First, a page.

A couple weeks ago, one of my posts was a spoof on Summer Camp. Following that post, I had not expected to undergo a mild case of nostalgia after remembering various aspects of my actual summer camp experience during my youth. I was surprised at the flood of memories that came to mind! In predictable fashion, a whimsical poem began to draw certain images and test how they’d work themselves into verse.
One of those images, the Elephant Rocks shown above, pretty much demanded to be included, so being the pushover I am when my brain is so insistent, I worked the mental image of elephant rocks into what I was writing. With that impossible phrase included, the poem took on its own style.
A word to those who question the existence of both boondocks and elephant rocks, please be assured I didn’t make up these things. Boondocks may describe numerous places (especially in the South, especially in states with a generally rural landscape as Missouri has), but the boondocks description definitely fit the location of the summer camp I attended in childhood. Further, the camp I attended (located in the southeastern part of Missouri) was within close proximity of both the Johnson Shut-Ins State Park and the Elephant Rocks State Park.
Today in Savannah, Georgia, a parade and street fair were celebrated to honor the memory of writer Flannery O’Connor. If you’ve read much of this blog, you’ll be familiar with posts I’ve written about her. I’m often reminded of O’Connor when I come across Pulitzer Prize winner (for editorial writing) Paul Greenberg‘s occasional discussions of the South.
An editorial writer for our state’s newspaper, Greenberg’s cogitations on the South are (for me) always thought-provoking. Last Sunday, he asked the question: Where does the South begin? This column has some similarities to a previous column he wrote back in 2009: Where does the South end? (Disregard the title at that link; the column is the correct one.)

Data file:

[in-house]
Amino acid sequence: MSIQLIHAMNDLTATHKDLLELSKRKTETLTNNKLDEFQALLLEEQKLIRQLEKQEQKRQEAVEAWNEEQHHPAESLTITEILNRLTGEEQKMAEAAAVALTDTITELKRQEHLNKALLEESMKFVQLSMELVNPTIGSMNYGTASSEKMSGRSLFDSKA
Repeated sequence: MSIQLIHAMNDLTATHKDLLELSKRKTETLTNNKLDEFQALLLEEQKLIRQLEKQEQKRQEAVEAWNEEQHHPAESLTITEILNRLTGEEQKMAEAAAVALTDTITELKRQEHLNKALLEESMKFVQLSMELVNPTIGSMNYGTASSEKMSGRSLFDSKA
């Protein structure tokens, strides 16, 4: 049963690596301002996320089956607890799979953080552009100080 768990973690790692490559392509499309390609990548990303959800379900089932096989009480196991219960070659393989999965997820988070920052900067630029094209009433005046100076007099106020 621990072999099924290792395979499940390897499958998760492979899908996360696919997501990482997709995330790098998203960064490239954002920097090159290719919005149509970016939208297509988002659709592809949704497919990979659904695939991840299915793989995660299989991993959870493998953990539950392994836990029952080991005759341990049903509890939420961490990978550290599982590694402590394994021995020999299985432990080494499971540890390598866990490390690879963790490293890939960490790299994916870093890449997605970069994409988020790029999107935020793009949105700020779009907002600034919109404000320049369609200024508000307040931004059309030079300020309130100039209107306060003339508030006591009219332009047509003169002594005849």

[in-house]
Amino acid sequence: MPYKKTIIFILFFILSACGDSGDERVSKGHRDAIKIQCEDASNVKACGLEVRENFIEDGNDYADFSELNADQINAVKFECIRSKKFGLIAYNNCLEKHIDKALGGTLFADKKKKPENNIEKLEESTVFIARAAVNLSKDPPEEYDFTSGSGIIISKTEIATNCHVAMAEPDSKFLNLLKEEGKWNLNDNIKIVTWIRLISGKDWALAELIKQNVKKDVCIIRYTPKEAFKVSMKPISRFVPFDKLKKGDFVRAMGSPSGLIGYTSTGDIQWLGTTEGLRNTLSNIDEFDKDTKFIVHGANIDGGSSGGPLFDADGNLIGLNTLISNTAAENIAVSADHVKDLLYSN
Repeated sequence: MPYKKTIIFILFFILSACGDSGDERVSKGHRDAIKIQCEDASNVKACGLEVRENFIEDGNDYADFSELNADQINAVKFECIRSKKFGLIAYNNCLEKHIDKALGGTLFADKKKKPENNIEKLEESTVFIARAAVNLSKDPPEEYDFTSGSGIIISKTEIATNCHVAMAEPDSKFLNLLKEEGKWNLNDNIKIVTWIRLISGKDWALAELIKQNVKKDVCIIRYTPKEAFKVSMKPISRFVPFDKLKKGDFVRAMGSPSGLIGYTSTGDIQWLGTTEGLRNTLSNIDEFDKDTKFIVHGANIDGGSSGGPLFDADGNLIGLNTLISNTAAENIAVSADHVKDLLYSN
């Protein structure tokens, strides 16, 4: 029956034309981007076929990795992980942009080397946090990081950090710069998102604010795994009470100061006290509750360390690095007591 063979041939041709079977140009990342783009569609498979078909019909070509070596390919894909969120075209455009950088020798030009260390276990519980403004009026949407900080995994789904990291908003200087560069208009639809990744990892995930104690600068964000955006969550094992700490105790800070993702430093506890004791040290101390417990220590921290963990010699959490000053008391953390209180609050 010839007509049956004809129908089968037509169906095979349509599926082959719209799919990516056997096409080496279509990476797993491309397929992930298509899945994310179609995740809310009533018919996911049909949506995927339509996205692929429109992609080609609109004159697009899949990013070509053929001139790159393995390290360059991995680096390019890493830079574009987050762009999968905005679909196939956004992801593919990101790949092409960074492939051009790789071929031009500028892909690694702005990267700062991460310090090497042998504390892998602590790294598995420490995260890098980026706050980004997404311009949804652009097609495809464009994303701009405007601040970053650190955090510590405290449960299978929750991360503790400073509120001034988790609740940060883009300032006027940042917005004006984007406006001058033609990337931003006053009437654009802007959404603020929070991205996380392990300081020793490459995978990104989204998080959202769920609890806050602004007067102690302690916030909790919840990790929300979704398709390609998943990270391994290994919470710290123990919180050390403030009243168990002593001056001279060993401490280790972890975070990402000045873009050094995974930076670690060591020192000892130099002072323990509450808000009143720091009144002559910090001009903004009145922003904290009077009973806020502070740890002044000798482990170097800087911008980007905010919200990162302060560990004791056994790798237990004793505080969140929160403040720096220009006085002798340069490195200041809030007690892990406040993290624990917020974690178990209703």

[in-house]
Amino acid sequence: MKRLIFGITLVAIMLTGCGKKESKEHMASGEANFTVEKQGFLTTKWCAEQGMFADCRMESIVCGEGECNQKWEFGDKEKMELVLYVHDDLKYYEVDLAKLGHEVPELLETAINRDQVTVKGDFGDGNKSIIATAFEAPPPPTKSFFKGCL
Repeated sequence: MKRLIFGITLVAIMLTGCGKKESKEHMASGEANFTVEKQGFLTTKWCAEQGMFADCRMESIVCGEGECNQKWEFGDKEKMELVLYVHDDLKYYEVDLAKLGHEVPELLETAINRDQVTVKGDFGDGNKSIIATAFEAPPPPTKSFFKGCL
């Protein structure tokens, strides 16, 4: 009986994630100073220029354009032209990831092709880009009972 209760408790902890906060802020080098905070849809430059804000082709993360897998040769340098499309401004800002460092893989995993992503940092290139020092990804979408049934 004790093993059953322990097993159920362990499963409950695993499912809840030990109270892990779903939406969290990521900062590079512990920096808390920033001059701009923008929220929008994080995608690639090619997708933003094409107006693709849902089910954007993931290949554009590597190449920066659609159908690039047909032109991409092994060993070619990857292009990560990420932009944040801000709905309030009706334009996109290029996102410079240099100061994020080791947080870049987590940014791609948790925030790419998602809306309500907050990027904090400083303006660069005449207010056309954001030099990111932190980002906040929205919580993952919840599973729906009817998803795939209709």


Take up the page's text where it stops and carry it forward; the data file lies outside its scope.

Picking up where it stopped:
In my view, Greenberg’s awareness of the South is something of a throwback. Because our culture has become relatively homogeneous, regional differences seem less regional than in the past. Furthermore, lots of people (who once would have willingly identified as Southern) have scrapped the description, considering it tainted and out of favor.
Besides Greenberg’s columns, I’ve read and heard numerous discussions attempting to define the South. Professor John Shelton Reed provides an interesting overview, The South: Where Is It? What Is It? He links to informative charts to build his case, and his overview is well worth the read.
Growing up in St. Louis, Missouri, I always thought of myself as Southern. Though the Missouri Compromise (1820) prohibited slavery above the southernmost border of Missouri (for states that formed west of Missouri), my state entered the Union as a slave state. But Missouri’s history as a slave state is not why I considered myself a Southerner. There was another quality − a je nais se quoi, if you will − that defined my Southern state of mind … before I was even aware of it!
Greenberg admits his reluctance to cede Bentonville, AR (to the north of where I sit right now) its Southernness. He prefers the label midwestern, a term I’ve often deplored. But he does offer: “If you think it’s a step down [being called a midwestern], you must be a Southerner.” Indeed.